There’s VivaJava: The Coffee Game. Players try to stay one step ahead of the competition as they hunt down the best coffee beans in the world. Each pulse-pounding roll of the dice brings a crucial decision: roast or research? In BEEF: The Game, you’re a cow trying to puzzle your way out of a slaughterhouse without bumping into Meatjoy the butcher. Extra points for rescuing cow companions. Wok Star is a race against the clock in a bustling Chinese restaurant. You have to get past pushy investors, fussy reviewers, and demanding customers while you rush to prep ingredients and stir fry the menu items. The player with the lowest calorie count is the winner for each round of Mealtime Sabotage. But look out because while you’re busy assembling a healthy meal from the recipe cards, your fellow diners are scheming against you, wielding sabotage cards of butter and bacon.
It makes perfect sense that another Kickstarter hopeful seeks funding to open GameHaus Board Game Cafe.

The cookbook category is currently a gloomy little corner of Kickstarter.
If a zombie virus ever contaminates our food supply, and said virus is spread to humans who consume meat and dairy products, we’ll be really glad that the vegan-zombie cookbook Cook & Survive! received its Kickstarter funding. Less of a longshot, but still a title we hope to never need is The Unemployment Cookbook: Abundant Eating on a Frugal Income.

There are sweets to cheer you up.
There’s the cinnamon roll and cookie hybrid known as the Cinnarookie, and The S’mores Campfire Kit which comes packed in a pyramid shaped kindling box that can be upended and lit on fire. Playa Paleteria hopes to bring its popsicle cart to Burning Man this summer, so while they only need $800 for fruit pops, if they can pull in an extra $1,400 they’ll add lights and a kickin’ sound system. And since someone is always going for a record on Kickstarter, there’s a group looking for backers as they attempt the World’s Largest Cup of Boba Tea with a straw that tops out at a height of 12 feet.

A couple of project pitches come from the urban agriculture movement.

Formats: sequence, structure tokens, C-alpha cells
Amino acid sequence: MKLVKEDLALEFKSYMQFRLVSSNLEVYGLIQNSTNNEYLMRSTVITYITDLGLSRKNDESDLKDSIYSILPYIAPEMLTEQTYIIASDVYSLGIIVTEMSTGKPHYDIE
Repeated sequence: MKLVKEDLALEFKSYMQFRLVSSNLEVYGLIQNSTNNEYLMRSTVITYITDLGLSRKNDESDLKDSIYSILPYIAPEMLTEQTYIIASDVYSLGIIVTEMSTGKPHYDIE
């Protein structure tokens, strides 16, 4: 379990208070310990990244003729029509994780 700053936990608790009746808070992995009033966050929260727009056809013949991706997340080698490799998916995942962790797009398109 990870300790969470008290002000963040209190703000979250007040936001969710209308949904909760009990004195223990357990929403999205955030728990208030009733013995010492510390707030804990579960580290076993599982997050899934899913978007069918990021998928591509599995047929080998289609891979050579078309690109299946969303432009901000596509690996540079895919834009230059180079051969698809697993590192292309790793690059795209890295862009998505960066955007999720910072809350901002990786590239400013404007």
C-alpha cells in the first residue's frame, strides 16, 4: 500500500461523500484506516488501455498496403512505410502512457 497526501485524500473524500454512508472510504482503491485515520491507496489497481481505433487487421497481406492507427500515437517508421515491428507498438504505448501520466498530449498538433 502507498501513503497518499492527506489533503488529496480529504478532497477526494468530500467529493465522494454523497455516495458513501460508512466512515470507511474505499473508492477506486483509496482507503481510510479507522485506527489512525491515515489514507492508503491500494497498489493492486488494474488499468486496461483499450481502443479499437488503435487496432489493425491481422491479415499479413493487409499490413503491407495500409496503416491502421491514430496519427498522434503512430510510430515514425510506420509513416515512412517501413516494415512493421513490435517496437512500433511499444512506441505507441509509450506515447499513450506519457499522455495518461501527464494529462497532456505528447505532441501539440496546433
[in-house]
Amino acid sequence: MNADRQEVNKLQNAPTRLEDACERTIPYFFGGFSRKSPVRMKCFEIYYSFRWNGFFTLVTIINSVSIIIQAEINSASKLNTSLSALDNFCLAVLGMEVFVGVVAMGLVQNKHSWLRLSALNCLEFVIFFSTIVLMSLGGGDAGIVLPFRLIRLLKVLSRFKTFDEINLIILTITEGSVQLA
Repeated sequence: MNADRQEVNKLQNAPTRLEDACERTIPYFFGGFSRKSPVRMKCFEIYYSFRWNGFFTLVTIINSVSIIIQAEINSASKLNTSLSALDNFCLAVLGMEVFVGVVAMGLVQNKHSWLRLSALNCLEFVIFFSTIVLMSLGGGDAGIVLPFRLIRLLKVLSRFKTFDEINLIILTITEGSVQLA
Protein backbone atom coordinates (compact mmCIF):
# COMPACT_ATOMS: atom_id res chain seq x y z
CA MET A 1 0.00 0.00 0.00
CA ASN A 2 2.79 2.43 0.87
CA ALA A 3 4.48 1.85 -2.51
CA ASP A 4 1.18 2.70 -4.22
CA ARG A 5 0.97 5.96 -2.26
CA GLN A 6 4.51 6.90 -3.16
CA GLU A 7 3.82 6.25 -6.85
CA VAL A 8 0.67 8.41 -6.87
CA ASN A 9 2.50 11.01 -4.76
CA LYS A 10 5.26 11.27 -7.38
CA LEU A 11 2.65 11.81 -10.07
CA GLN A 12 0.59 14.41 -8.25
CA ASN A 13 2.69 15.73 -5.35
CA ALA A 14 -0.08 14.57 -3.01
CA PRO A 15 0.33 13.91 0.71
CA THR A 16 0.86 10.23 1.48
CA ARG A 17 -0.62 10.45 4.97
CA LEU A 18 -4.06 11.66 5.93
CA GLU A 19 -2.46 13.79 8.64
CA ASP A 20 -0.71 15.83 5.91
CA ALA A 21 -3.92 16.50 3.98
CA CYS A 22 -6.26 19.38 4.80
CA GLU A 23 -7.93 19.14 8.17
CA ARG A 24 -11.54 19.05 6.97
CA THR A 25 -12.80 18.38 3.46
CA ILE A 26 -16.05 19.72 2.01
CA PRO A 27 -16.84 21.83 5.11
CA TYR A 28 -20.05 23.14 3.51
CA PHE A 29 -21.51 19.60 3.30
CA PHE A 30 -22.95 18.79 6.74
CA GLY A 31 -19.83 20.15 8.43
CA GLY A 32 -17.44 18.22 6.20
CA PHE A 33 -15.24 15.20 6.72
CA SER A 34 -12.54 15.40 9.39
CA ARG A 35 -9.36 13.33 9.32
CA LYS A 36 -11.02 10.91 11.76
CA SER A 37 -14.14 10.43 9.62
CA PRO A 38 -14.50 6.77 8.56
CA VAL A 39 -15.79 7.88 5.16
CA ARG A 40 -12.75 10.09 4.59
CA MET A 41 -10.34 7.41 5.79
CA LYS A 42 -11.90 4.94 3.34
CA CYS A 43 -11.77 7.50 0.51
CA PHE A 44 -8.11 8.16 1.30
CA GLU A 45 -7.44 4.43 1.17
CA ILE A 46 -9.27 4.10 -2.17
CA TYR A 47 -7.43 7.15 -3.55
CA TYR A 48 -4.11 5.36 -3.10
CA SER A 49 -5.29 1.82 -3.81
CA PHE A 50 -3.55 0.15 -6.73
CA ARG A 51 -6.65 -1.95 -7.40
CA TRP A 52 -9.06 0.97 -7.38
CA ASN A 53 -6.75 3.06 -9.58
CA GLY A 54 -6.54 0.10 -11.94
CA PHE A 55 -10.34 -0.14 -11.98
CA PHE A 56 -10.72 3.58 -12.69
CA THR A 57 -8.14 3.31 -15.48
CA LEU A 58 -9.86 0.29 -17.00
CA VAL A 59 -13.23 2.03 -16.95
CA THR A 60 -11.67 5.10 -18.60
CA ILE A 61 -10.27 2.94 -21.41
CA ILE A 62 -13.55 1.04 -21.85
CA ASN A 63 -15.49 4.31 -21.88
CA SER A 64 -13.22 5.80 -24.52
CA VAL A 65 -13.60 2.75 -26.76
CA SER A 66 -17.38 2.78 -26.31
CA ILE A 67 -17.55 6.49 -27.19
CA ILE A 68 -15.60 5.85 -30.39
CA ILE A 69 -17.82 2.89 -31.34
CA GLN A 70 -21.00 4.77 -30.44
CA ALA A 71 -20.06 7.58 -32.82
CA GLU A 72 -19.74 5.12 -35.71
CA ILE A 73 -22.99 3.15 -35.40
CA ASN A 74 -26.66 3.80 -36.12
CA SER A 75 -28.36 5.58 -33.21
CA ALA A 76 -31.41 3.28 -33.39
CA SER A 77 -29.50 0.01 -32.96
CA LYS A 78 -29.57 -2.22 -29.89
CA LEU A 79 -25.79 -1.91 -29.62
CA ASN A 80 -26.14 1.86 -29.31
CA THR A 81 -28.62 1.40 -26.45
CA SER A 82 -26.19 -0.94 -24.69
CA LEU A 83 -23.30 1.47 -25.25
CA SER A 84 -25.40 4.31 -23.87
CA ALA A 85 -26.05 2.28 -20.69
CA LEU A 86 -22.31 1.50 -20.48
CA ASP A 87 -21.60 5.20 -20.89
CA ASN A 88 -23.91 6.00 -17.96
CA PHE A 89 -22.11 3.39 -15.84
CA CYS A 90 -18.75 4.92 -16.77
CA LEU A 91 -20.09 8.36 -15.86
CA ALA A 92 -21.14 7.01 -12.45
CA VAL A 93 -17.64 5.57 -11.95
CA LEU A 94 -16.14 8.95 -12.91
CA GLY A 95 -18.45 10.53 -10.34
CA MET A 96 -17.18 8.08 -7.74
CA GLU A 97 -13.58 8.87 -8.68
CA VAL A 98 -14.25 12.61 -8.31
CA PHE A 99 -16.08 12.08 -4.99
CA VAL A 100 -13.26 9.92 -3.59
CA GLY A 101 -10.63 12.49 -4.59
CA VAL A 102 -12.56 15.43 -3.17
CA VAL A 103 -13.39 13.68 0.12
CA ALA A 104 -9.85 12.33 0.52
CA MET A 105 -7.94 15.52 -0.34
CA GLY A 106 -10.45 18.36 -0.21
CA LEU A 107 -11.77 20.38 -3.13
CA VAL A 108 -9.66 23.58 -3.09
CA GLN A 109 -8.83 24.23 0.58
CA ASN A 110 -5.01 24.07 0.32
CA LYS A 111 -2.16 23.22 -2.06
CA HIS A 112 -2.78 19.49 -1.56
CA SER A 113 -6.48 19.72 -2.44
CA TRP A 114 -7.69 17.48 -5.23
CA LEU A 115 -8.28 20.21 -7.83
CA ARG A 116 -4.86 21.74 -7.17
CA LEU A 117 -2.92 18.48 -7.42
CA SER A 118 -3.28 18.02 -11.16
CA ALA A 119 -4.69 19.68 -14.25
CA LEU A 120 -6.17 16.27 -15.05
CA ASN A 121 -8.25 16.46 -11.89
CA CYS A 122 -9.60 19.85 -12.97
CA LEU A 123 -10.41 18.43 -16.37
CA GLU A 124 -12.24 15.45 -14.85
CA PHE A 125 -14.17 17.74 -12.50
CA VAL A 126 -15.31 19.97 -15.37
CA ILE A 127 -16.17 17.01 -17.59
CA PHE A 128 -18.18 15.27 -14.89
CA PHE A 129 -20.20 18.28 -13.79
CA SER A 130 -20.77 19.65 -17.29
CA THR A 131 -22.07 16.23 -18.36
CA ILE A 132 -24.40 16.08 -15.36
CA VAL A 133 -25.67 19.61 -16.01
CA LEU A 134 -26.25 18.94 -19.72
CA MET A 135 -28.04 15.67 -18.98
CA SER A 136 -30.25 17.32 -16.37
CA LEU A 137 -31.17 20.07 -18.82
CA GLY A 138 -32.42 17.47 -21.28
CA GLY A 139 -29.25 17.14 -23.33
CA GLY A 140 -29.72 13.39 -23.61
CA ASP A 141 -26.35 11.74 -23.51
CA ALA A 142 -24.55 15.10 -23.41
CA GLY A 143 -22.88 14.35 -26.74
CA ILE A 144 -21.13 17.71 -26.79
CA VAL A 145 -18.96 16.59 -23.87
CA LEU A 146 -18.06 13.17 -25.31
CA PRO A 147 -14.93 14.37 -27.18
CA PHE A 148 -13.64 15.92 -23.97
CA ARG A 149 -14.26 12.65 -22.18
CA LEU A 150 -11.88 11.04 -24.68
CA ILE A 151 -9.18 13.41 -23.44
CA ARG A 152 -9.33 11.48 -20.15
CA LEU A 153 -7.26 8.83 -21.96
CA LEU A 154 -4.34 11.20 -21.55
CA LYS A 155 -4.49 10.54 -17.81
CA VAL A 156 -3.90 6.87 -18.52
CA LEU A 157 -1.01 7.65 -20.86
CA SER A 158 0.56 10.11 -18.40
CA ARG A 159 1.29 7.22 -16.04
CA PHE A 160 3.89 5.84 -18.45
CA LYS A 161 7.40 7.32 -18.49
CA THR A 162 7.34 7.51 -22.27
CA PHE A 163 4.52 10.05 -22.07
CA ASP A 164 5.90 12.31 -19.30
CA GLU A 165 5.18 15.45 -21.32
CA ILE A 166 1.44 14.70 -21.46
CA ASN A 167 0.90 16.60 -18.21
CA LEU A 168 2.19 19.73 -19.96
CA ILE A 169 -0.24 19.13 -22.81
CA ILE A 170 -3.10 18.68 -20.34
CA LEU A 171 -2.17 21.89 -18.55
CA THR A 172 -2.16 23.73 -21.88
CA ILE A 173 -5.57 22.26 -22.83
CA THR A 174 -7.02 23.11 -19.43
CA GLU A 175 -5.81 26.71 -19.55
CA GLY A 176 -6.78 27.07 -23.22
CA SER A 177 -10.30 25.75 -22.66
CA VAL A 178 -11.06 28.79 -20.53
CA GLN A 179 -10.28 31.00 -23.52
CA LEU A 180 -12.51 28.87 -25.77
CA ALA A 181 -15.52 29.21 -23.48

The Duluth Grill Parking Lot Orchard has ambitions to shoehorn an orchard in among parked cars without giving up any parking spaces. Farmstead Meatsmith plans to cruise around in a rolling slaughterhouse and butcher shop, Potential backers should know that in the founders’ opinion, “there can be nothing more threatening to the billion dollar industry of meat fabrication than the ten dollar bill freely given in love.”

After popsicles, ‘smores, and zombie cuisine, we could probably benefit from The Skinny Mirror. Clever curving produces a funhouse-like effect that subtly slims your reflection. The maker claims that a peek at The Skinny Mirror (with the affirmation You are beautiful locked inside each frame) when you’re on your way out the door will boost your confidence and improve your self-image. All this and pledges start at just one dollar.

There are currently 194 food-related funding looking for funding on Kickstarter.
You can learn crowdfunding basics at Kicking Around Any Ideas? from Gigabiting’s archives.

 

Posted in cyberculture, food business | Leave a comment

Junk Food Jargon

collage via images from The Centre for Material Texts at Cambridge

collage via images from The Centre for Material Texts at Cambridge

 

Great literature is like a great meal.
In the hands of a talented writer, simple words are carefully chosen and combined into something transcendent. A master chef can do the same with basic ingredients, mixing and transforming them into a sublime dish.

Junk food has its own literary equivalent.
The language of junk food isn’t lyrical or poetic. It’s not crafted by a master of the literary arts but by the folks who brought us Funyuns® and Uncrustables®. It’s processed and assembled just like the food it describes: it’s conceived in a boardroom, designed in a laboratory, fabricated in a factory, and given a spin by marketers. It’s manufactured language for manufactured food.